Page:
Google has released Prediction Framework, which the developers describe as a time saver for data science prediction projects. The framework provides a way to put together a reusable project that includes all the steps of a prediction project: data extraction, preparation, filtering, prediction and post-processing.
Books of the Week
If you want to purchase, or to know more about, any of the titles listed below from Amazon, click on the book jackets at the top of the right sidebar. If you do make Amazon purchases after this, we may earn a few cents through the Amazon Associates program which is a small source of revenue that enables us to continue posting.
Mike James concludes his review:
This is a beginner's book for the beginner who wants to learn something about Lisp-like languages. It doesn't cover all of the details of Racket, no mention is made of macros for example, and it doesn't explain why and how Racket is different from other Lisp-like languages, notably Clojure. As far as it goes it is a good introduction, as long as you like introductions that major on examples.
Added to Book Watch
More recently published books can be found in Book Watch Archive.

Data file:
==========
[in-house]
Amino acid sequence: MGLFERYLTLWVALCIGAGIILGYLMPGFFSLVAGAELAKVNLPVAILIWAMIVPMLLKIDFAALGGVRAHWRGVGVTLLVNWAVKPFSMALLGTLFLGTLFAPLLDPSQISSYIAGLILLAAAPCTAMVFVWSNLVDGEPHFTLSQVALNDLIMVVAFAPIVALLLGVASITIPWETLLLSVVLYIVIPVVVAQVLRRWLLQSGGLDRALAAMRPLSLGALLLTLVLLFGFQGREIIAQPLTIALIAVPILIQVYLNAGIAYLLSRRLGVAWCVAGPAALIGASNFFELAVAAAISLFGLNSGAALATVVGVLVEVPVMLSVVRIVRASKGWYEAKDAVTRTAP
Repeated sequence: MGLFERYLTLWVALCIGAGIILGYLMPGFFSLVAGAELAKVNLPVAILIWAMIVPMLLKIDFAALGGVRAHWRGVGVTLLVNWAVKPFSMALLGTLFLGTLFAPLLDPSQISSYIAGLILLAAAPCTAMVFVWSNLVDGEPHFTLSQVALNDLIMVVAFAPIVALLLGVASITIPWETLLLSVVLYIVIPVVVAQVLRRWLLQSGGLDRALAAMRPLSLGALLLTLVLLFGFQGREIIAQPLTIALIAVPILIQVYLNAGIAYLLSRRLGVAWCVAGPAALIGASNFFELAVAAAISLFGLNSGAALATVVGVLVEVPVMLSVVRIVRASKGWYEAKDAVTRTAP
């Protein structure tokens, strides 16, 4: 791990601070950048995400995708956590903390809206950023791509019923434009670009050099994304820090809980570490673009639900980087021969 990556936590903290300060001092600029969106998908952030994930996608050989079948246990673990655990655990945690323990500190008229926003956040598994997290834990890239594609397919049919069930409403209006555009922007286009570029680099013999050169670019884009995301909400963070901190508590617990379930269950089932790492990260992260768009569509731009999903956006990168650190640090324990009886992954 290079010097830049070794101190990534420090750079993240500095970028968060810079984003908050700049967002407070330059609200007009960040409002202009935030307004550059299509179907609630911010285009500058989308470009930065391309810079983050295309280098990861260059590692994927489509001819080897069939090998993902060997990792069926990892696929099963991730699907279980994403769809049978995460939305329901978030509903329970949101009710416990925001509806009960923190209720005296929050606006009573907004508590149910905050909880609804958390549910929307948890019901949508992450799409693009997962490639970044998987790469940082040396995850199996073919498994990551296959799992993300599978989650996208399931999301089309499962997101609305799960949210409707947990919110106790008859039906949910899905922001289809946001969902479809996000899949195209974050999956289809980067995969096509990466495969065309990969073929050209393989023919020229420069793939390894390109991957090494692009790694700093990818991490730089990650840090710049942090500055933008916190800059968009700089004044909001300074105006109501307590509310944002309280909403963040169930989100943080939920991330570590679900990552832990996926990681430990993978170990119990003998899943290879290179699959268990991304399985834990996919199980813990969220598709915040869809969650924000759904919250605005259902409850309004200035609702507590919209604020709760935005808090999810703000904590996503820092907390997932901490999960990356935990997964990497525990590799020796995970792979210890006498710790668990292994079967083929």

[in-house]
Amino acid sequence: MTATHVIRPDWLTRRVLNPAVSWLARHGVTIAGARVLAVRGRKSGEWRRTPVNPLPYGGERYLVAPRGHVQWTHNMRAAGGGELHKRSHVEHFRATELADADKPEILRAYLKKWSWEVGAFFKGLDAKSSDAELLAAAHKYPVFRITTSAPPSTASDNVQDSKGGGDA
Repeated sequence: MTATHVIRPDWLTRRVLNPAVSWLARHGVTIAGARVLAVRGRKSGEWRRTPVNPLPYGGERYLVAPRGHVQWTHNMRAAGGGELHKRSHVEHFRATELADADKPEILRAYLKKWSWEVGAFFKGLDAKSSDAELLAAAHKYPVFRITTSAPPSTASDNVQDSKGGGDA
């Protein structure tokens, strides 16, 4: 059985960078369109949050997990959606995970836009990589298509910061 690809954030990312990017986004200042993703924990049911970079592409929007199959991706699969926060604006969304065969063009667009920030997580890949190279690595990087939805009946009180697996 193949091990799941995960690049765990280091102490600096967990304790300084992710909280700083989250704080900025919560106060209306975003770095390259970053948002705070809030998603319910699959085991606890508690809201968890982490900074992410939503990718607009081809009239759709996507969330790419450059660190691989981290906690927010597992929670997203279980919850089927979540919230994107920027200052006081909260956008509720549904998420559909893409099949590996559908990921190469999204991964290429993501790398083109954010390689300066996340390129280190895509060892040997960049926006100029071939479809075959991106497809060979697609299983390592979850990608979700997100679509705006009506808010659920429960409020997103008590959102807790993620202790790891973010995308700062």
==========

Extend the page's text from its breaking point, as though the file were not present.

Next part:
From the I Programmer Library
Programmers think differently from non-programmers, they see and solve problems in a way that the rest of the world doesn't. In this book Mike James takes programming concepts and explains what the skill involves and how a programmer goes about it. In each case, Mike looks at how we convert a dynamic process into a static text that can be understood by other programmers and put into action by a computer. If you're a programmer, his intent is to give you a clearer understanding of what you do so you value it even more.
Deep C#: Dive Into Modern C# by Mike James
In Deep C#, I Programmer's Mike James, who has programmed in C# since its launch in 2000, provides a “deep dive” into various topics that are important or central to the language at a level that will suit the majority of C# programmers. Not everything will be new to any given reader, but by exploring the motivation behind key concepts, which is so often ignored in the documentation, the intention is to be thought-provoking and to give developers confidence to exploit C#’s wide range of features.